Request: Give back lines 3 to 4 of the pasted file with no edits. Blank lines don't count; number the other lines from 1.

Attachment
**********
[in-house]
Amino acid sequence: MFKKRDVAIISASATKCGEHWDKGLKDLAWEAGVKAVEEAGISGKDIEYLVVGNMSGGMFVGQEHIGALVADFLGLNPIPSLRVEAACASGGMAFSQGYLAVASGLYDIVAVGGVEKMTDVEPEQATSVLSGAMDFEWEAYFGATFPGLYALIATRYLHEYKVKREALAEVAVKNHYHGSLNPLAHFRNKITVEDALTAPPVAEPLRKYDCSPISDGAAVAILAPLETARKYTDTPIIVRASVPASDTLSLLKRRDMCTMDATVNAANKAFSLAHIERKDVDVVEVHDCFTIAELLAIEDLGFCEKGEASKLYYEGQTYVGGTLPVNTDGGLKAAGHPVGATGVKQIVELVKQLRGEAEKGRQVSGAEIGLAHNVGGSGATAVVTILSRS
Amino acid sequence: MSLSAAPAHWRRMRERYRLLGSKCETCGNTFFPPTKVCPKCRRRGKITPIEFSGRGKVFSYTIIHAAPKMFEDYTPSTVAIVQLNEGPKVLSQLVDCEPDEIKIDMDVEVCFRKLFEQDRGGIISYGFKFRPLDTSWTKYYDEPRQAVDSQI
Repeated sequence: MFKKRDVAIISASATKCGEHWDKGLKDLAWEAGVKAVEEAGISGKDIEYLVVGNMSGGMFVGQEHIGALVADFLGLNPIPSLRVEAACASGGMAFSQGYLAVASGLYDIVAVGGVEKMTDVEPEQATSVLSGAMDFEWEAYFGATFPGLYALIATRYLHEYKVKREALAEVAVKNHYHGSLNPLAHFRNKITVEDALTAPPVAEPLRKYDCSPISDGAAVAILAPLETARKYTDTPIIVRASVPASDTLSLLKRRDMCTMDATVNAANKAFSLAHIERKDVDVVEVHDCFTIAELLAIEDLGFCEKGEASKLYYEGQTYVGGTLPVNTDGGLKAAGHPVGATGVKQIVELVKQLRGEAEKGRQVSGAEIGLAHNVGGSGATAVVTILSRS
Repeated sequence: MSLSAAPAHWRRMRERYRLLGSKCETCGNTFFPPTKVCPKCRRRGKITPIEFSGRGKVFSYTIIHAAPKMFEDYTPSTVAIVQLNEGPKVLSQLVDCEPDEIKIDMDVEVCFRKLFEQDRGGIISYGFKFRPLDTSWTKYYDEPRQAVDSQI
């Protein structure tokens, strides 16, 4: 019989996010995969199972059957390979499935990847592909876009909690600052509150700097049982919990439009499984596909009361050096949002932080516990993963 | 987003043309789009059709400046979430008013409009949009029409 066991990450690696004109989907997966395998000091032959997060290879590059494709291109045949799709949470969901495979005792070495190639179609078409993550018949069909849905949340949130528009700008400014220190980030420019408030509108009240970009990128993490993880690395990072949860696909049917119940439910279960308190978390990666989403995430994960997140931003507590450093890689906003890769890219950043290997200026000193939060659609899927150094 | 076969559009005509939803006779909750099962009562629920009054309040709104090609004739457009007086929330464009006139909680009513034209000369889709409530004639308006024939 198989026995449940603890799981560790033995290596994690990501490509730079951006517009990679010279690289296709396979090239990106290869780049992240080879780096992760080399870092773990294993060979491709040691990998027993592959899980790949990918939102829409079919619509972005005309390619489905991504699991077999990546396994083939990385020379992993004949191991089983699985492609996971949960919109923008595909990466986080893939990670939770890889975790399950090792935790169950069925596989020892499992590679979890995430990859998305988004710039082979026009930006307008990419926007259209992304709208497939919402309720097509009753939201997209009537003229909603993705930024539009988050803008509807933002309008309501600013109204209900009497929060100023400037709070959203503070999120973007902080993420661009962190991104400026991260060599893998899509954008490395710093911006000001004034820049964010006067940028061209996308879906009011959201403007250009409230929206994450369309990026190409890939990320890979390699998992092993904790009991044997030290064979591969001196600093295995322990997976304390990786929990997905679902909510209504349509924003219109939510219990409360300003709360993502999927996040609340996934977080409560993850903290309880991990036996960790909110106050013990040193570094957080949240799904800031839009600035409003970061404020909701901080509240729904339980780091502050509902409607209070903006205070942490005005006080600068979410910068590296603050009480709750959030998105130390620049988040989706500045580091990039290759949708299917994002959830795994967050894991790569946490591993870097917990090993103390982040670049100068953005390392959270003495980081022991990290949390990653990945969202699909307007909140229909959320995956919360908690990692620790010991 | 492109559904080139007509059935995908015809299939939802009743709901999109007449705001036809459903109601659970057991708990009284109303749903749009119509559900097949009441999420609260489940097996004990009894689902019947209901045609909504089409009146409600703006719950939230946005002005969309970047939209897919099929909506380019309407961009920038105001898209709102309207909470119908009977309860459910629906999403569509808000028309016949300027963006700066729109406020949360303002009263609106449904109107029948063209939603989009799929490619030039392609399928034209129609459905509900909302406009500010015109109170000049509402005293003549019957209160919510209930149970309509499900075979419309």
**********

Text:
Amino acid sequence: MSLSAAPAHWRRMRERYRLLGSKCETCGNTFFPPTKVCPKCRRRGKITPIEFSGRGKVFSYTIIHAAPKMFEDYTPSTVAIVQLNEGPKVLSQLVDCEPDEIKIDMDVEVCFRKLFEQDRGGIISYGFKFRPLDTSWTKYYDEPRQAVDSQI
Repeated sequence: MFKKRDVAIISASATKCGEHWDKGLKDLAWEAGVKAVEEAGISGKDIEYLVVGNMSGGMFVGQEHIGALVADFLGLNPIPSLRVEAACASGGMAFSQGYLAVASGLYDIVAVGGVEKMTDVEPEQATSVLSGAMDFEWEAYFGATFPGLYALIATRYLHEYKVKREALAEVAVKNHYHGSLNPLAHFRNKITVEDALTAPPVAEPLRKYDCSPISDGAAVAILAPLETARKYTDTPIIVRASVPASDTLSLLKRRDMCTMDATVNAANKAFSLAHIERKDVDVVEVHDCFTIAELLAIEDLGFCEKGEASKLYYEGQTYVGGTLPVNTDGGLKAAGHPVGATGVKQIVELVKQLRGEAEKGRQVSGAEIGLAHNVGGSGATAVVTILSRS